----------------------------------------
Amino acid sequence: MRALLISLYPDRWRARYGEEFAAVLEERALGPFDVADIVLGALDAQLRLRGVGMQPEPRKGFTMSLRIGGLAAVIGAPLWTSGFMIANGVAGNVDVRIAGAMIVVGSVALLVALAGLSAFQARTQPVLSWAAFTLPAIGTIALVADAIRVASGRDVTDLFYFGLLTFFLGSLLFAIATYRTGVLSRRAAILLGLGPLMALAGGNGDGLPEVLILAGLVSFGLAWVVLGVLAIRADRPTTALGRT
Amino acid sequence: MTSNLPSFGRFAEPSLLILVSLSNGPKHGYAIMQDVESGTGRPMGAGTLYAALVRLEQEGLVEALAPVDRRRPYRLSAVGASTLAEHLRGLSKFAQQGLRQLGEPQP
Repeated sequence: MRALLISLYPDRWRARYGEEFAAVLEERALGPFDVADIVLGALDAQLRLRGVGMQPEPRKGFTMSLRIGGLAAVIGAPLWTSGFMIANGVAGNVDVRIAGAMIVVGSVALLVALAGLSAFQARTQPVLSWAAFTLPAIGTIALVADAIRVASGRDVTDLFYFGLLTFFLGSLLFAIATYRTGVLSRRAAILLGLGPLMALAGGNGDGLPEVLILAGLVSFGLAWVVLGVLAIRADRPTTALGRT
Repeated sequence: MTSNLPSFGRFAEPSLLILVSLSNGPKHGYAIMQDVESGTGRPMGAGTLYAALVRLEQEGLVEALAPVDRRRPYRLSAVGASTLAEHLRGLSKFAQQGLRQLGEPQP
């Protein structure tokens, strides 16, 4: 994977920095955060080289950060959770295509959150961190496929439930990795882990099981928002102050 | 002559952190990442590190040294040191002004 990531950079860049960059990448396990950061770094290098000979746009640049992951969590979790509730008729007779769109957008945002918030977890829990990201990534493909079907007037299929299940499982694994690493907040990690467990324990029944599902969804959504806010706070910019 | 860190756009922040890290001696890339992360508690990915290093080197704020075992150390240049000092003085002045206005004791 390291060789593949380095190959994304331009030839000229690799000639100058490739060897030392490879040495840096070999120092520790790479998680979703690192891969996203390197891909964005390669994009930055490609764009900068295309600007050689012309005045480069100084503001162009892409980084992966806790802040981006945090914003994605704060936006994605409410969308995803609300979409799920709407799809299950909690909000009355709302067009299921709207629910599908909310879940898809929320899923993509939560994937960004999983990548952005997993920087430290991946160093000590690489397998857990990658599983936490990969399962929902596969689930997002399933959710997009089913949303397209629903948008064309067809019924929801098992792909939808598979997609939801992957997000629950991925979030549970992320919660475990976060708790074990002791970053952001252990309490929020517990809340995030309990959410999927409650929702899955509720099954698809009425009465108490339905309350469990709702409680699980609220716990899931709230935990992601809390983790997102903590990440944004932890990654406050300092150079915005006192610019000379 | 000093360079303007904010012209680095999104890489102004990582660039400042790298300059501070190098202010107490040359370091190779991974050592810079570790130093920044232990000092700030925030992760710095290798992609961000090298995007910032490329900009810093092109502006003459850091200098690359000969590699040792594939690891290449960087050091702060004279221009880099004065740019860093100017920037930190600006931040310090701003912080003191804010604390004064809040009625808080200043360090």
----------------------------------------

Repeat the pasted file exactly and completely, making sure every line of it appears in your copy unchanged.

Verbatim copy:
Amino acid sequence: MRALLISLYPDRWRARYGEEFAAVLEERALGPFDVADIVLGALDAQLRLRGVGMQPEPRKGFTMSLRIGGLAAVIGAPLWTSGFMIANGVAGNVDVRIAGAMIVVGSVALLVALAGLSAFQARTQPVLSWAAFTLPAIGTIALVADAIRVASGRDVTDLFYFGLLTFFLGSLLFAIATYRTGVLSRRAAILLGLGPLMALAGGNGDGLPEVLILAGLVSFGLAWVVLGVLAIRADRPTTALGRT
Amino acid sequence: MTSNLPSFGRFAEPSLLILVSLSNGPKHGYAIMQDVESGTGRPMGAGTLYAALVRLEQEGLVEALAPVDRRRPYRLSAVGASTLAEHLRGLSKFAQQGLRQLGEPQP
Repeated sequence: MRALLISLYPDRWRARYGEEFAAVLEERALGPFDVADIVLGALDAQLRLRGVGMQPEPRKGFTMSLRIGGLAAVIGAPLWTSGFMIANGVAGNVDVRIAGAMIVVGSVALLVALAGLSAFQARTQPVLSWAAFTLPAIGTIALVADAIRVASGRDVTDLFYFGLLTFFLGSLLFAIATYRTGVLSRRAAILLGLGPLMALAGGNGDGLPEVLILAGLVSFGLAWVVLGVLAIRADRPTTALGRT
Repeated sequence: MTSNLPSFGRFAEPSLLILVSLSNGPKHGYAIMQDVESGTGRPMGAGTLYAALVRLEQEGLVEALAPVDRRRPYRLSAVGASTLAEHLRGLSKFAQQGLRQLGEPQP
């Protein structure tokens, strides 16, 4: 994977920095955060080289950060959770295509959150961190496929439930990795882990099981928002102050 | 002559952190990442590190040294040191002004 990531950079860049960059990448396990950061770094290098000979746009640049992951969590979790509730008729007779769109957008945002918030977890829990990201990534493909079907007037299929299940499982694994690493907040990690467990324990029944599902969804959504806010706070910019 | 860190756009922040890290001696890339992360508690990915290093080197704020075992150390240049000092003085002045206005004791 390291060789593949380095190959994304331009030839000229690799000639100058490739060897030392490879040495840096070999120092520790790479998680979703690192891969996203390197891909964005390669994009930055490609764009900068295309600007050689012309005045480069100084503001162009892409980084992966806790802040981006945090914003994605704060936006994605409410969308995803609300979409799920709407799809299950909690909000009355709302067009299921709207629910599908909310879940898809929320899923993509939560994937960004999983990548952005997993920087430290991946160093000590690489397998857990990658599983936490990969399962929902596969689930997002399933959710997009089913949303397209629903948008064309067809019924929801098992792909939808598979997609939801992957997000629950991925979030549970992320919660475990976060708790074990002791970053952001252990309490929020517990809340995030309990959410999927409650929702899955509720099954698809009425009465108490339905309350469990709702409680699980609220716990899931709230935990992601809390983790997102903590990440944004932890990654406050300092150079915005006192610019000379 | 000093360079303007904010012209680095999104890489102004990582660039400042790298300059501070190098202010107490040359370091190779991974050592810079570790130093920044232990000092700030925030992760710095290798992609961000090298995007910032490329900009810093092109502006003459850091200098690359000969590699040792594939690891290449960087050091702060004279221009880099004065740019860093100017920037930190600006931040310090701003912080003191804010604390004064809040009625808080200043360090």